eBPF — Divulging The Hidden Super Power
If you are a performance engineer/network engineer or even security engineer, the chance of you encountering eBPF technology in the future is very high. eBPF now has a huge community of users, including big players like Meta, Google, Cloudflare, and Netflix all using this tech in their daily operations.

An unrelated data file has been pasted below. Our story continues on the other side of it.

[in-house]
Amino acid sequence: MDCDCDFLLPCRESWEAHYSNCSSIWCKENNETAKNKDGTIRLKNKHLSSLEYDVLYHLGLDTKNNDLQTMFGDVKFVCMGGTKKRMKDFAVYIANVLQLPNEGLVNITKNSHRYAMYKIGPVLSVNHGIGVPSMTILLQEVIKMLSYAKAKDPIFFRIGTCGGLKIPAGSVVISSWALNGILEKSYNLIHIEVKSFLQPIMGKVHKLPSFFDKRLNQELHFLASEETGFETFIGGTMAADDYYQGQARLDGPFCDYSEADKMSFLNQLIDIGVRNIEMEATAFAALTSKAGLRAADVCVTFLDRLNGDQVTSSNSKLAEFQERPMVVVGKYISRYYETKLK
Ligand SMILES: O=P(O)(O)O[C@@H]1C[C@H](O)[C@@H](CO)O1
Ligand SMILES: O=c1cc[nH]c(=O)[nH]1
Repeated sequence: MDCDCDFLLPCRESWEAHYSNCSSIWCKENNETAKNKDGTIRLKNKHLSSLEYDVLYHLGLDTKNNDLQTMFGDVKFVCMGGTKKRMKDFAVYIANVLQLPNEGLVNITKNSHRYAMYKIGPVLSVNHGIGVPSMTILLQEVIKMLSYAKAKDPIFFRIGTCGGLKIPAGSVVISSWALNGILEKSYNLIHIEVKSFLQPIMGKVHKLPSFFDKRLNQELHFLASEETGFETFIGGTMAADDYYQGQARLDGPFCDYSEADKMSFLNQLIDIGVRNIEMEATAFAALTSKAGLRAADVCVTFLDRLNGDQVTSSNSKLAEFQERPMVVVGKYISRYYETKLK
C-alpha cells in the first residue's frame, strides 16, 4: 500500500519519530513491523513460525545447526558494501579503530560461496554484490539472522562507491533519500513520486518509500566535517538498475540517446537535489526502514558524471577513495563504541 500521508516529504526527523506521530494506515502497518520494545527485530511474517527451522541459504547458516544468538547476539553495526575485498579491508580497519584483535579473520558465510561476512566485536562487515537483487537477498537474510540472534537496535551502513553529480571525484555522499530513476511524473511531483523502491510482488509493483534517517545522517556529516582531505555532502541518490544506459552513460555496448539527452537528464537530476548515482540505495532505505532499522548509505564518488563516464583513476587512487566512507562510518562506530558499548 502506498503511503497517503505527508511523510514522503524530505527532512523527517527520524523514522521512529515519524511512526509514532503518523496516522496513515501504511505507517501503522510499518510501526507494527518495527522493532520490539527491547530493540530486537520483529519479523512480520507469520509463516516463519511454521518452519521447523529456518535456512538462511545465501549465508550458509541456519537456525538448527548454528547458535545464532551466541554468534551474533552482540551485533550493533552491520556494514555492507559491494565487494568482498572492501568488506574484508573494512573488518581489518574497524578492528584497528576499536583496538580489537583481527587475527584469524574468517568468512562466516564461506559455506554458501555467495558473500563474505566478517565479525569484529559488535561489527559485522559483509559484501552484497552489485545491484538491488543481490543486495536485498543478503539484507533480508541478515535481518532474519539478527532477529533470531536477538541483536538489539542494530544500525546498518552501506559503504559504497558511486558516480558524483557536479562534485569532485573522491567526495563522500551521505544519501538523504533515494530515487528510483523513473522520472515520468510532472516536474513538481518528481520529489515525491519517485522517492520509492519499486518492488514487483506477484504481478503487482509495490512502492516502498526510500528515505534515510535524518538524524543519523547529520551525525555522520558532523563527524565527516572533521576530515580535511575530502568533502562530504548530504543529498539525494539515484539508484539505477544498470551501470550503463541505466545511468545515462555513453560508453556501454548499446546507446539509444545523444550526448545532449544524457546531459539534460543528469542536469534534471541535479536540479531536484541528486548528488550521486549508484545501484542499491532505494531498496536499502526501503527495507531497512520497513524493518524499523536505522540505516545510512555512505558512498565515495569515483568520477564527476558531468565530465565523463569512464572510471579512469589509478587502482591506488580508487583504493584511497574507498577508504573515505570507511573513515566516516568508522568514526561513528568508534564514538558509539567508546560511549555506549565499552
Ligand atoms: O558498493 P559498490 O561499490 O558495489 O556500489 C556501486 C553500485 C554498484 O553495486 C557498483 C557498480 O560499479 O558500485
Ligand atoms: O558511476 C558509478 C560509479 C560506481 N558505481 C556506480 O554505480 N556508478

Let me start the blog with a real story. A year back one of my friends called me to discuss tech (which is a very common thing between us). We share different technical challenges each of us faces at our workplace or by any of our peers and these discussions lead to some informative and creative knowledge-sharing sessions. In such a discussion, he described a specific challenge faced by his cousin, who works for a giant cloud provider. The challenge was to restrict certain IPs dynamically as they provide threats such as a DOS (Denial of service attack), the application developer’s brain in me impetuously replied that these should be handled at a firewall level, or middleware can be written to check the origin of the packet and maintain a blacklist for the malicious senders and ignore the requests (Yes I come from a NodeJS and Go background so the initial solution strikes as a middleware). My friend patiently explained the scale and performance at which this needed to be executed which was way beyond my comprehension. After a noob’s doubt clearing session, we agreed that the scale he wanted could only be achieved at a kernel level. I wished him luck (sarcastically) to write a kernel patch and raise a PR hoping the OS maintainers would include the kernel patch in an upcoming kernel release and he can use this feature when it is released. As a reply to my sarcasm, he shared with me a link to an article that detailed something called “eBPF” (extended Berkeley Packet Filter). I did a basic skimming through the article, and my ignorant mind came to sense that there are amazing inventions in the tech world that I am unaware of.